For Chris Christie, lane closures at N.J. bridge attract scrutiny if not scandal
By Philip Rucker,
TRENTON, N.J. — The issue at hand is small, even for local politics: the sudden closure, over four days, of a pair of access lanes from Fort Lee, N.J., onto the George Washington Bridge into New York.
But in this traffic mystery, Democrats see a potential scandal that could permanently harm Republican Gov. Chris Christie, who has been riding high as a prospective 2016 presidential candidate.
In September, two of Christie’s top appointees at the Port Authority of New York and New Jersey ordered the lanes abruptly shut to traffic, causing days of gridlock in Fort Lee. Democrats allege that the move was political retribution against the town’s mayor, Mark Sokolich (D), for not endorsing Christie for reelection this year.
With Democratic legislators and the news media continuing to dig up e-mails and other evidence, the two appointees involved in the lane closure have resigned.
Christie has claimed no advance knowledge of the incident and has denied any wrongdoing on the part of his administration. But that has not kept Democrats here and in Washington from pouncing.
The goal is to puncture the image Christie has carefully cultivated since 2012’s Hurricane Sandy as a bipartisan bridge builder and trustworthy, if pugnacious, executive. His detractors say the episode reveals Christie as what they say he really is — a nasty and corrupt New Jersey politician who bullies those standing in his way.
“It undercuts his key argument that he’s a straight shooter,” said Democratic National Committee spokesman Michael Czin. “It highlights the worst about his bombast and his condescension.”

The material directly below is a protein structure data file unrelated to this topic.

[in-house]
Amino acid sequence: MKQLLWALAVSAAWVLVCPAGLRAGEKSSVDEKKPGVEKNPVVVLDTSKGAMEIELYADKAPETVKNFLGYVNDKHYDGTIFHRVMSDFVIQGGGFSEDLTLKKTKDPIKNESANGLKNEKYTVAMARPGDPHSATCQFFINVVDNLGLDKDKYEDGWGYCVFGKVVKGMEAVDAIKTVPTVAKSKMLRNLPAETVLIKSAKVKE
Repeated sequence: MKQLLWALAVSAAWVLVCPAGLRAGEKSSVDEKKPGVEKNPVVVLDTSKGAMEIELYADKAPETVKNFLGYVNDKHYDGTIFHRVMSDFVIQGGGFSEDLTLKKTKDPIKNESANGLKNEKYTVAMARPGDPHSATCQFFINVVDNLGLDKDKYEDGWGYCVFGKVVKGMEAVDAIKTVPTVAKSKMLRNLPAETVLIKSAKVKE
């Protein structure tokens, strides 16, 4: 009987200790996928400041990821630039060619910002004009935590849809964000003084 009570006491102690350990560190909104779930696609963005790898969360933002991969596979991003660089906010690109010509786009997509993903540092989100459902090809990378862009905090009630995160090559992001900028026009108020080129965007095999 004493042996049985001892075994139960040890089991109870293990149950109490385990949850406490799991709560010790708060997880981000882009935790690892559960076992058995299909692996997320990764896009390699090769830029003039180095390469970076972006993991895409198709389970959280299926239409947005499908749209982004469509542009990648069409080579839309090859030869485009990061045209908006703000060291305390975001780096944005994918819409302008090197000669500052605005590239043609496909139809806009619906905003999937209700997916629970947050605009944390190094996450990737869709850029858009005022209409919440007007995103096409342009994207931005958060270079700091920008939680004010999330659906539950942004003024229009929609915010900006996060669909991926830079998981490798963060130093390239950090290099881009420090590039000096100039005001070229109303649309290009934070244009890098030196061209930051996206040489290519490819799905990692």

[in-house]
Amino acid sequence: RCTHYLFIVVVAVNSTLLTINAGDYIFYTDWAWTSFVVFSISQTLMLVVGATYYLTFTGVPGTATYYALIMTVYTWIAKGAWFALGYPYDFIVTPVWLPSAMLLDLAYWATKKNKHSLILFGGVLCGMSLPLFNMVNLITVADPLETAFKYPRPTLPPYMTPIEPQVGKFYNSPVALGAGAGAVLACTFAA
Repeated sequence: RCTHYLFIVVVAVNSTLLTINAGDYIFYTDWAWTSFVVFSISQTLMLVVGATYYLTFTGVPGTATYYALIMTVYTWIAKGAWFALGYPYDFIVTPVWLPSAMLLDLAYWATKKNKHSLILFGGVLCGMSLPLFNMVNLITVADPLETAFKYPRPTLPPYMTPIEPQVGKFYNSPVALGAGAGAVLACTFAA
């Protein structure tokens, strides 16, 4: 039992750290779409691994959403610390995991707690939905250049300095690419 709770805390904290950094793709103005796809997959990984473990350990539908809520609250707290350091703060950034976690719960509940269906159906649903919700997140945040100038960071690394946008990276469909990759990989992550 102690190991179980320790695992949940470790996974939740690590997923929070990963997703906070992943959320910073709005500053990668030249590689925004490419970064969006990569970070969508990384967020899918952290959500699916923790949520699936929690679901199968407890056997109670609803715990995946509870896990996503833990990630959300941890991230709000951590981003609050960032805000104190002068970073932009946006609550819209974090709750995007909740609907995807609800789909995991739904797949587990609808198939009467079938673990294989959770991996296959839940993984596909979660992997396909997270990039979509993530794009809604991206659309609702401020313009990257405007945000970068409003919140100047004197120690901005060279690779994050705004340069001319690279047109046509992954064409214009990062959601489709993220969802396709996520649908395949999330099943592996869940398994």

In interviews here this week, one Democratic leader said the “Bridge-gate” episode reveals the Christie administration’s “Nixon-like dirty tricks,” while another likened it to Watergate. A third speculated about impeachment.
The DNC and other Democratic groups have jumped in with videos and graphics attacking Christie. One of the groups is Correct the Record, a new effort by the American Bridge super-PAC to defend Hillary Rodham Clinton and target her potential GOP opponents if she runs for president.
George Norcross III, an influential Democratic figure in South Jersey and a sometime Christie ally, said Democrats should “be focusing on their own candidates and their own profile.”
“If I was a national Democratic leader, I’d be pretty concerned about circumstances involving the implementation of Obamacare right now versus trying to speculate as to who might be the Republican nominee in a number of years,” Norcross said.
Here in Trenton, the charge has been led by state Senate Majority Leader Loretta Weinberg (D), a 78-year-old widow who has been among Christie’s most aggressive and indefatigable opponents. (After Christie once urged reporters to “take the bat” to Weinberg, the senator displayed two mini Louisville Sluggers on her office mantel — a smaller bat engraved with Christie’s name and a bigger one engraved with hers.)
“Do I think Governor Christie called the Port Authority and said, ‘Close lanes!’? No,” Weinberg said. “But do I think he’s helped to create an atmosphere where his political operatives think they’re free to use the biggest bridge in the world for punitive action against somebody? I have to believe that it has to do with politics, because there is no other rational explanation for it.”
Christie’s advisers expect the controversy will be short-lived, but they said they are prepared to defend him by pointing to his record fighting political corruption as a U.S. attorney.
Still, the bridge incident has invited weeks of public scrutiny of Christie’s administration, including the depths of his political patronage at the Port Authority, which has a multibillion-dollar budget bigger than that of many states.
“The Port Authority has been a haven of patronage under this present administration, much more so than the previous governors have used it,” said Republican former state senator William E. Schluter, who is regarded as a champion of government ethics.